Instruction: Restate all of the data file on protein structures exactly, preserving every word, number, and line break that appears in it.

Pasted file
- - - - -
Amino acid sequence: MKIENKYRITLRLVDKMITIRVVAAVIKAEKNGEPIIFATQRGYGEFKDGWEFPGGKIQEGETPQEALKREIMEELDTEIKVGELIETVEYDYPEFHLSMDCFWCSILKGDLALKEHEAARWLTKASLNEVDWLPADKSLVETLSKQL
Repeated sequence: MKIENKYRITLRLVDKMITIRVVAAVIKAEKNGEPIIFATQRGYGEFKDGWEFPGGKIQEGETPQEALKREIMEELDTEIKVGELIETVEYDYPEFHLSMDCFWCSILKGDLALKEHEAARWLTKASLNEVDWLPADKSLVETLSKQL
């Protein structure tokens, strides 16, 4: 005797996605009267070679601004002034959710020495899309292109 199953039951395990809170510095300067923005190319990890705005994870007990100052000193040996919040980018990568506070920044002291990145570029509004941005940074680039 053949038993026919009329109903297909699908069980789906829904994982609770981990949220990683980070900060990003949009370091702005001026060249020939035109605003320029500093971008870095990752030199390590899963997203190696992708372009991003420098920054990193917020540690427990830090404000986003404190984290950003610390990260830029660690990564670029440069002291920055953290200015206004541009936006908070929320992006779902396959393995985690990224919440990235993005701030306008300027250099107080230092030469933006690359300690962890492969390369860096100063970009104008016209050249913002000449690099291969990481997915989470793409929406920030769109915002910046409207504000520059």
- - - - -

Amino acid sequence: MKIENKYRITLRLVDKMITIRVVAAVIKAEKNGEPIIFATQRGYGEFKDGWEFPGGKIQEGETPQEALKREIMEELDTEIKVGELIETVEYDYPEFHLSMDCFWCSILKGDLALKEHEAARWLTKASLNEVDWLPADKSLVETLSKQL
Repeated sequence: MKIENKYRITLRLVDKMITIRVVAAVIKAEKNGEPIIFATQRGYGEFKDGWEFPGGKIQEGETPQEALKREIMEELDTEIKVGELIETVEYDYPEFHLSMDCFWCSILKGDLALKEHEAARWLTKASLNEVDWLPADKSLVETLSKQL
């Protein structure tokens, strides 16, 4: 005797996605009267070679601004002034959710020495899309292109 199953039951395990809170510095300067923005190319990890705005994870007990100052000193040996919040980018990568506070920044002291990145570029509004941005940074680039 053949038993026919009329109903297909699908069980789906829904994982609770981990949220990683980070900060990003949009370091702005001026060249020939035109605003320029500093971008870095990752030199390590899963997203190696992708372009991003420098920054990193917020540690427990830090404000986003404190984290950003610390990260830029660690990564670029440069002291920055953290200015206004541009936006908070929320992006779902396959393995985690990224919440990235993005701030306008300027250099107080230092030469933006690359300690962890492969390369860096100063970009104008016209050249913002000449690099291969990481997915989470793409929406920030769109915002910046409207504000520059």